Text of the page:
Even a mild reduction in GFR entails a cluster of unfavourable haemodynamic and metabolic modifications that negatively impact global and cardiovascular prognosis in hypertensive patients. In fact, CKD, albeit often asymptomatic and therefore largely undetected in clinical practice, is known to bring about a number of atherogenic mechanisms such as insulin resistance, secondary hyperparathyroidism, vitamin D deficit, anaemia, subclinical inflammation, increased oxidative stress, lipids abnormalities, mild hyperuricemia and endothelial dysfunction.
Needless to say that the coexistence of GFR reduction and increase in UAE, a condition thought to occur in 20%-30% of CKD patients, entails an even higher risk as the two components of CKD retain independent prognostic power. Hence, GFR and UAE should be measured together to improve the assessment of risk.
SHOULD WE LOOK AT CHANGES IN ALBUMINURIA TO DETECT CHANGES IN CARDIOVASCULAR RISK?
The presence of subclinical OD at the cardiac, vascular and renal level has traditionally been regarded as an intermediate step between long-term exposure to risk factors and the incidence of major events. As the development of OD signals a condition of greater risk, so prevention or regression of OD as a result of an effective treatment has been demonstrated to entail a parallel reduction of risk. Thus, regression of LVH has been shown to be associated with a better prognosis and has been proposed as an independent therapeutic target.
More recently, it has been suggested that albuminuria changes under treatment may provide additional information on the effectiveness of treatment[2,17]. Several clinical trials however, have yielded contrasting data on this issue. Thus, results of the Losartan Intervention For Endpoint reduction in hypertension (LIFE) study indicated that on-treatment modifications of UAE go in parallel to the incidence of fatal events[17,18]. On the contrary, in the ACCOMPLISH trial, antihypertensive treatment with angiotensin converting enzyme-inhibitors (ACE-I)/Calcium Channel Blockers combination was associated with better CV outcome as compared to ACE-I/diuretic combination, although the latter entailed a significantly greater reduction in urine albumin excretion. In this context, results of the ONTARGET trial may give rise to conflicting interpretations. In fact, while a larger reduction in UAE was recorded in the arm treated with ACE-I/angiotensin II receptors blockers (ARB) combination, this treatment provided no clear benefit in the incidence of major endpoints as compared to ACE-I or ARB monotherapy. However, when changes in UAE were analysed independently of randomization to specific treatment, those patients experiencing a greater reduction of albuminuria under treatment also showed better CV outcome as compared to patients with an increase or no change in albuminuria (Figure 2). This issue has recently been the object of a large meta-regression analysis, involving thirty-two randomized studies and a total of 80812 hypertensive and/or diabetic patients. In fact, Savarese et al reported that reduction in UAE was associated with reduced risk of myocardial infarction and stroke, suggesting that UAE changes may represent a valuable intermediate end-point for CV risk evaluation in clinical practice. However, the conclusions of the above mentioned study were weakened by a number of biases, such as the heterogeneity of therapeutic interventions and length of follow-up that may limit the value of reported findings.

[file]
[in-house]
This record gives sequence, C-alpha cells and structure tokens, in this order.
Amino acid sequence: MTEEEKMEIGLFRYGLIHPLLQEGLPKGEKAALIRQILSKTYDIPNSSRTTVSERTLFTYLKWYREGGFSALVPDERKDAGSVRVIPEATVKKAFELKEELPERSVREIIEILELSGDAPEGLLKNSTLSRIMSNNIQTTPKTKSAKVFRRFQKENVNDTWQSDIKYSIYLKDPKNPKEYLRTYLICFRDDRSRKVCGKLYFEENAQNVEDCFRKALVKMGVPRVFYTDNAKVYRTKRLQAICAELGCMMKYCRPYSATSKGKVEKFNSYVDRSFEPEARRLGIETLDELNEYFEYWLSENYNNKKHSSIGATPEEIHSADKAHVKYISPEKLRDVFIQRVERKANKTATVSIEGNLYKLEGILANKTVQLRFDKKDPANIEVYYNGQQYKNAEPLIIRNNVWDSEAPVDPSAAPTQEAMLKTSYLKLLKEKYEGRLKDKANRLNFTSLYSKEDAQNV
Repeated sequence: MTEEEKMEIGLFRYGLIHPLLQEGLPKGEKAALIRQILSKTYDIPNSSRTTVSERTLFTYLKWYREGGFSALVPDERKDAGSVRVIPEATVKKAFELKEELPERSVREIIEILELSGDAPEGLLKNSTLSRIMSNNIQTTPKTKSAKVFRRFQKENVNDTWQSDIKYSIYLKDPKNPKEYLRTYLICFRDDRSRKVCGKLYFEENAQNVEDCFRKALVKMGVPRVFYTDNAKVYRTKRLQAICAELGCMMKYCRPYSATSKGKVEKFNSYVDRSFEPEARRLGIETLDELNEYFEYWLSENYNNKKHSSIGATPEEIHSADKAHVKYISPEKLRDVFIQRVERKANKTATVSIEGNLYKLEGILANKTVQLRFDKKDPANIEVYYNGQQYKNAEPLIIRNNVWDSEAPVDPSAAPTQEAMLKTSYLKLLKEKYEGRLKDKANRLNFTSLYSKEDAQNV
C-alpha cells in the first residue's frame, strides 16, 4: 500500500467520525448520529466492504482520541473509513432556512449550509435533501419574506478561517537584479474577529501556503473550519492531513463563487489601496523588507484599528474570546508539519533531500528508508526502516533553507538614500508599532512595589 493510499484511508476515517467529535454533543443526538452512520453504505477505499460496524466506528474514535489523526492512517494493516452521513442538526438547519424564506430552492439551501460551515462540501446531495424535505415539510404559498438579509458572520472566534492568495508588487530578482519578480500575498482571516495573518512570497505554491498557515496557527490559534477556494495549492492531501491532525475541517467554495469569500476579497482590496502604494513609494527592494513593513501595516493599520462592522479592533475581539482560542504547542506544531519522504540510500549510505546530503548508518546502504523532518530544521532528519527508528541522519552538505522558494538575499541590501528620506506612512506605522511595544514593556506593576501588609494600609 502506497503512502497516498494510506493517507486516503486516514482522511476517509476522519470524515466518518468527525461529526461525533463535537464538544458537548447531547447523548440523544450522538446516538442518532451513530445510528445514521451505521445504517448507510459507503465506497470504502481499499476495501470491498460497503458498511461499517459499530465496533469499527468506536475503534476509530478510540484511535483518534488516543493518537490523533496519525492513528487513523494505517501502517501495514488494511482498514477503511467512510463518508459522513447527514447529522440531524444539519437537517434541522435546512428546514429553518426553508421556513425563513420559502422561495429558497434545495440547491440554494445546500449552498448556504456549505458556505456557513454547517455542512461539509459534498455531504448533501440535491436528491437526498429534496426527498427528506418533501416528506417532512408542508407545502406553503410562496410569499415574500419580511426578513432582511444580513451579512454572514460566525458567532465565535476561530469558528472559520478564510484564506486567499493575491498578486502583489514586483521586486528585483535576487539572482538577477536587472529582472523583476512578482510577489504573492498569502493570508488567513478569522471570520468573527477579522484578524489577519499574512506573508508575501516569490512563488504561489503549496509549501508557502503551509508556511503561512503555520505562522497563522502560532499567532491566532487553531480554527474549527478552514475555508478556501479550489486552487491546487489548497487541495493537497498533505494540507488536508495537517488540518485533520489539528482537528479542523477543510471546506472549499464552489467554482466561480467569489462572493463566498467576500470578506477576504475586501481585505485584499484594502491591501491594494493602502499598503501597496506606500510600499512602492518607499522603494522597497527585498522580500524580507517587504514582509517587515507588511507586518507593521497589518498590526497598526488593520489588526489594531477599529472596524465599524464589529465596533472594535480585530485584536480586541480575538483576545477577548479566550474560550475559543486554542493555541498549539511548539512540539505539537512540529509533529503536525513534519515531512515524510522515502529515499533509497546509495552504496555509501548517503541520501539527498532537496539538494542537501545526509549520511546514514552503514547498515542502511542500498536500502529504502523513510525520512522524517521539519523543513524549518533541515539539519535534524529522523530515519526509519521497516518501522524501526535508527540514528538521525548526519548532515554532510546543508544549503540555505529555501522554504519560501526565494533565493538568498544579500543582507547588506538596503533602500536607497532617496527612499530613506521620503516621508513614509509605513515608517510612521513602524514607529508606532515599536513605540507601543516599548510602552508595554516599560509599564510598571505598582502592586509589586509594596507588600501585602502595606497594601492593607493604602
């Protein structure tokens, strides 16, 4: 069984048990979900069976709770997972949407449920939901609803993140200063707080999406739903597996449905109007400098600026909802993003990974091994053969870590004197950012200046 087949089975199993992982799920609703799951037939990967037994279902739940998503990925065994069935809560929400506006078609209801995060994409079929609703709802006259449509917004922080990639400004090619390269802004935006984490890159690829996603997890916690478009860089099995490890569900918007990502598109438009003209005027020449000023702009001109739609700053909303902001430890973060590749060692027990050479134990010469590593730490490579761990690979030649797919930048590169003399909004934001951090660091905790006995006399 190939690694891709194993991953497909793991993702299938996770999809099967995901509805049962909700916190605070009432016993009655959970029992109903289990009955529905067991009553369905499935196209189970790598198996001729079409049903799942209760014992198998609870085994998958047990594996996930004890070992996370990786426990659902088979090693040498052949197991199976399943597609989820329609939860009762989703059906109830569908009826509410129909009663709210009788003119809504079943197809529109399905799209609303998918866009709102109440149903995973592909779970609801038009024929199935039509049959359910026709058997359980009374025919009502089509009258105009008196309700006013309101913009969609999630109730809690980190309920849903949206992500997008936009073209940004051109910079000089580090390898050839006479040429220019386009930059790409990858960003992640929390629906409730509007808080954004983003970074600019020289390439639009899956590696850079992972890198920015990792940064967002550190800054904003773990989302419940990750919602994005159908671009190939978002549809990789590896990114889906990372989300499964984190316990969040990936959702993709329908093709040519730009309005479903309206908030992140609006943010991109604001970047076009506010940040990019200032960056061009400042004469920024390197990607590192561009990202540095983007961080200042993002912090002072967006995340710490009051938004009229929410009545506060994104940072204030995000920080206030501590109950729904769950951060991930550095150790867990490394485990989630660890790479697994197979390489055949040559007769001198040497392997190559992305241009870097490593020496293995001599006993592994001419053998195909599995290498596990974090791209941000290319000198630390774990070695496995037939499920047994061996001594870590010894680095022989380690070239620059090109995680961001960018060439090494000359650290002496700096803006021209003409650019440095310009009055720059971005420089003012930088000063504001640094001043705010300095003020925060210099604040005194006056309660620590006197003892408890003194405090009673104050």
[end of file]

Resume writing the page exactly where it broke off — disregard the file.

Figure 2 Changes in albuminuria translate into parallel changes in cardiovascular risk.
In the LIFE study (left) and in the ONTARGET study the incidence of cardiovascular events was significantly greater in patients showing increases in urine albumin excretion over time as compared to those who showed reduction or no change. Modified from Ibsen et al and Schmieder et al. LIFE: The Losartan Intervention For Endpoint reduction in hypertensionstudy.
Accurate risk stratification is of paramount importance to devise cost-effective diagnostic and therapeutic strategies in patients with primary hypertension. An extensive search for subclinical OD is essential to assess global risk profile in most patients, but is often unfeasible for economic and logistic reasons due to the very high prevalence of hypertension. Early renal abnormalities such as slight reduction in GFR and/or the presence of microalbuminuria are well known and powerful predictors of cardio-renal morbidity and mortality and provide useful, low cost tools to optimize CV risk assessment. Furthermore, monitoring treatment-induced changes of UAE may be helpful in the management of high-risk patients.
P- Reviewer: Murata A, Tan XR S- Editor: Tian YL L- Editor: A E- Editor: Liu SQ